KABUL (Pajhwok): The United Nations could not utilize $135 million it has deposited in the Afghanistan International Bank (AIB) as the money could not be converted into the local currency (afghani), an official said.
Abdullah Al Dardari, head of the UN Development Program in Afghanistan, said the UN had taken US dollars into the country and deposited with the AIB with clear promise from Taliban-run Central Bank that fresh cash will be automatically converted to Afghanis.
“This did not happen,” he told the ACAMS Global Sanctions Space Summit, adding that UNDP itself has “$30 million stuck at AIB that I cannot convert to Afghanis and without Afghanis as you can imagine, we cannot implement all our programs.”
The Islamic Emirate of Afghanistan has been under international sanctions that are hindering the UN from implementing humanitarian operations in the war-ravaged country as 39 million Afghan population suffer from extreme hunger and educational, economic, and social services face collapse.
It comes a day after the US Department of Treasury lifted a number of financial sanctions on Afghanistan and allowed international banks to transfer money into Afghanistan and send money to Afghan teachers and health sectors.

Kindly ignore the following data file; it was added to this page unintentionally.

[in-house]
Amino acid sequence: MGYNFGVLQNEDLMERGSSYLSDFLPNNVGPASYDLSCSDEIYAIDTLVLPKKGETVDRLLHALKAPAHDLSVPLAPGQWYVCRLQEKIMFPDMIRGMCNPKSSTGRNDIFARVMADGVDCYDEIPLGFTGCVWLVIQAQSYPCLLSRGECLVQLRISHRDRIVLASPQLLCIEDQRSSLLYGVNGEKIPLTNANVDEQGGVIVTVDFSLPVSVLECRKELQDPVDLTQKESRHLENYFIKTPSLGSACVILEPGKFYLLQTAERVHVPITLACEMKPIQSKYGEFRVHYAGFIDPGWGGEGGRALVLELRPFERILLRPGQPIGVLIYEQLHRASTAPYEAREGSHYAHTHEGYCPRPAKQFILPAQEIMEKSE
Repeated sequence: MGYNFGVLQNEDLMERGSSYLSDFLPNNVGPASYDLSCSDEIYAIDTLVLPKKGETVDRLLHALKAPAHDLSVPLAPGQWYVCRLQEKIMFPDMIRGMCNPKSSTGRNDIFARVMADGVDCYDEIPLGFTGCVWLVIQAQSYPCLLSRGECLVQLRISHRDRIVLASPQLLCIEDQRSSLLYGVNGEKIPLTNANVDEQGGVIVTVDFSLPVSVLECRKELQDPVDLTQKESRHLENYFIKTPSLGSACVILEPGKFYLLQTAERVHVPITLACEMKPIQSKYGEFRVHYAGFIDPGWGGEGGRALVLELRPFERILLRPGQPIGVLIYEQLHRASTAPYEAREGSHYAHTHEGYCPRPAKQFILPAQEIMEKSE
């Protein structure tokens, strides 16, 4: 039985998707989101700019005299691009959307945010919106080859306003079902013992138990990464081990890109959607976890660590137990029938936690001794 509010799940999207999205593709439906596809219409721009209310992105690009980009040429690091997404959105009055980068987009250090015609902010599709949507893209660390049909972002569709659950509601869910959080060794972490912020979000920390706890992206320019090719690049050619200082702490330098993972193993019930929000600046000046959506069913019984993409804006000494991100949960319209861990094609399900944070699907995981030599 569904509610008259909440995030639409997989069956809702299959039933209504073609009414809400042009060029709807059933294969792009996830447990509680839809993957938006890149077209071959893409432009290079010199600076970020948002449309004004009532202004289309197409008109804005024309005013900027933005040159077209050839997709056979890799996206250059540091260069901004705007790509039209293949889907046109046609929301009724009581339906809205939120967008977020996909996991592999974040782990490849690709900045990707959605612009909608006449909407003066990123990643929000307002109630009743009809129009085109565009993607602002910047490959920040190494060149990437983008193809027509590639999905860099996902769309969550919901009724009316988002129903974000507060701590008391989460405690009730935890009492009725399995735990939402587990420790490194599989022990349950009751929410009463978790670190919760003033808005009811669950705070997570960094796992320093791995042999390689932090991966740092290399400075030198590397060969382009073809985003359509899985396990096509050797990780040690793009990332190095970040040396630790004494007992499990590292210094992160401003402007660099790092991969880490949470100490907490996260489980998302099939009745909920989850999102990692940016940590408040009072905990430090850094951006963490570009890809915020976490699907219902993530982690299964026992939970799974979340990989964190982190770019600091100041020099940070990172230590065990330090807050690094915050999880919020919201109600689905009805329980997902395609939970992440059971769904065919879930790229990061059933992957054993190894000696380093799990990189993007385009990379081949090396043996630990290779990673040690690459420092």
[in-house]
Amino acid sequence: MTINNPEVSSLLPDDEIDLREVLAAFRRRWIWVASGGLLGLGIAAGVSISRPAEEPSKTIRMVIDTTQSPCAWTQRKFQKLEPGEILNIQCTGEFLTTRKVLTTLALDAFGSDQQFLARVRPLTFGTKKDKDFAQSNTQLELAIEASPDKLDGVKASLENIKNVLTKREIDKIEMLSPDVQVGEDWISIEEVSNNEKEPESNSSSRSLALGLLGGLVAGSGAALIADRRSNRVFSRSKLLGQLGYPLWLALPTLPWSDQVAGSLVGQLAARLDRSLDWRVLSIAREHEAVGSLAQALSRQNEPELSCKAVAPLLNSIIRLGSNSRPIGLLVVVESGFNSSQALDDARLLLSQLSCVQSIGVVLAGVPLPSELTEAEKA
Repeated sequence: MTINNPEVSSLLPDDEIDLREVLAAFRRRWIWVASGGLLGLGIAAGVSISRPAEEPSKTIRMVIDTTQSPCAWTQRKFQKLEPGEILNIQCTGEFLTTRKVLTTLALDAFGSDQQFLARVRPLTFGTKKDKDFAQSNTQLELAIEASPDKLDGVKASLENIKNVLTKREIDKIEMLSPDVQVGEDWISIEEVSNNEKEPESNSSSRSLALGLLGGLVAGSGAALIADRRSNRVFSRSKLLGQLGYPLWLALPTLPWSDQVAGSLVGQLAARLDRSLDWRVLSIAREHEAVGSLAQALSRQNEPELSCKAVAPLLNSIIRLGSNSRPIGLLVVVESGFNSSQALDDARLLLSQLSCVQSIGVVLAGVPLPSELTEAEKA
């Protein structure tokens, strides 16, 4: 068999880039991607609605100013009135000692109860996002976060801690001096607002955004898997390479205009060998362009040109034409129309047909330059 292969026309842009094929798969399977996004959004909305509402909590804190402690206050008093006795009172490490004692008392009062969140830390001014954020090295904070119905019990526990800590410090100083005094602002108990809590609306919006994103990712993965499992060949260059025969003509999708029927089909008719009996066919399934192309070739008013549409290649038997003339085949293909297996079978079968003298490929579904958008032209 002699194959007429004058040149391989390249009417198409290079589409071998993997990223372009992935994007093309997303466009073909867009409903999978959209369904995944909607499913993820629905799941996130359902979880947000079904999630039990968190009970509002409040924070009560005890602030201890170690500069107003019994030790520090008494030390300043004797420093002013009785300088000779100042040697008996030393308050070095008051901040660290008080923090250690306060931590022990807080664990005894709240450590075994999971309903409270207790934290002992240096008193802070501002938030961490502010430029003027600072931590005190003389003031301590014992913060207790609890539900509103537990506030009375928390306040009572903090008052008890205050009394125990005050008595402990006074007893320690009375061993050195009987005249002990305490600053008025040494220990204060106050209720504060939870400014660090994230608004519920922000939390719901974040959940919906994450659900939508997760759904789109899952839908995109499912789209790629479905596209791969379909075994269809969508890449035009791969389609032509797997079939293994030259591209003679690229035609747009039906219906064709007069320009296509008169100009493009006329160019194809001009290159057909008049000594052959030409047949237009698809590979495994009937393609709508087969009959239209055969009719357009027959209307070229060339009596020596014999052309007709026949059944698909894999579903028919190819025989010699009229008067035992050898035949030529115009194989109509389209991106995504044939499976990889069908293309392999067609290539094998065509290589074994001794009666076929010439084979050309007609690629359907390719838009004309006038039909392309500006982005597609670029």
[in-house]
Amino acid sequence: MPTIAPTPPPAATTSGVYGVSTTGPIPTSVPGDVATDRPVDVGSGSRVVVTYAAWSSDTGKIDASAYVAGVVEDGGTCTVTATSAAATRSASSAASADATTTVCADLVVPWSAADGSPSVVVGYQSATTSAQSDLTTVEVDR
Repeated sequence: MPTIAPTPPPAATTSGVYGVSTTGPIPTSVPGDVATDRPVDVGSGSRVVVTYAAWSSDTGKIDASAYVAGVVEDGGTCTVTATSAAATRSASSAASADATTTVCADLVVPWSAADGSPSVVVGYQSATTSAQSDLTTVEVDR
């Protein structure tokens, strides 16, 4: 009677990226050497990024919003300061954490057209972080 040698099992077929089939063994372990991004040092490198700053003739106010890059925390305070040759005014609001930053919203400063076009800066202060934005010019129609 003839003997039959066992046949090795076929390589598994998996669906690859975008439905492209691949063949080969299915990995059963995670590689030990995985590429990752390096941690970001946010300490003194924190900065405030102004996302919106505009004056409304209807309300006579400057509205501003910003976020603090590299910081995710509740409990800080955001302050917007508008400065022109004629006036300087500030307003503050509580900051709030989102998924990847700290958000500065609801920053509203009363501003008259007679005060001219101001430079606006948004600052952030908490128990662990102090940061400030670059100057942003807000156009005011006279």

Billions of dollars in Afghan central bank reserves and foreign development aid have been frozen to prevent it from falling into Taliban hands. International banks are wary of breaching sanctions, leaving the United Nations and aid groups struggling to get enough money into the country.
Liquidity is also a problem. Al Dardari told Reuters in November that while there was about $4 billion worth of afghanis in the economy, only about $500 million worth was in circulation.
The United Nations and the World Bank are discussing a possible swap facility, aid groups and UN officials have said.
Al Dardari said on Thursday that this would allow cash for humanitarian operations to be paid into a mechanism abroad and then afghanis could be collected “from major traders and mobile companies from inside Afghanistan.”
He also said lessons could be learned from a program in Myanmar, where electronic payment systems bypassed the central bank.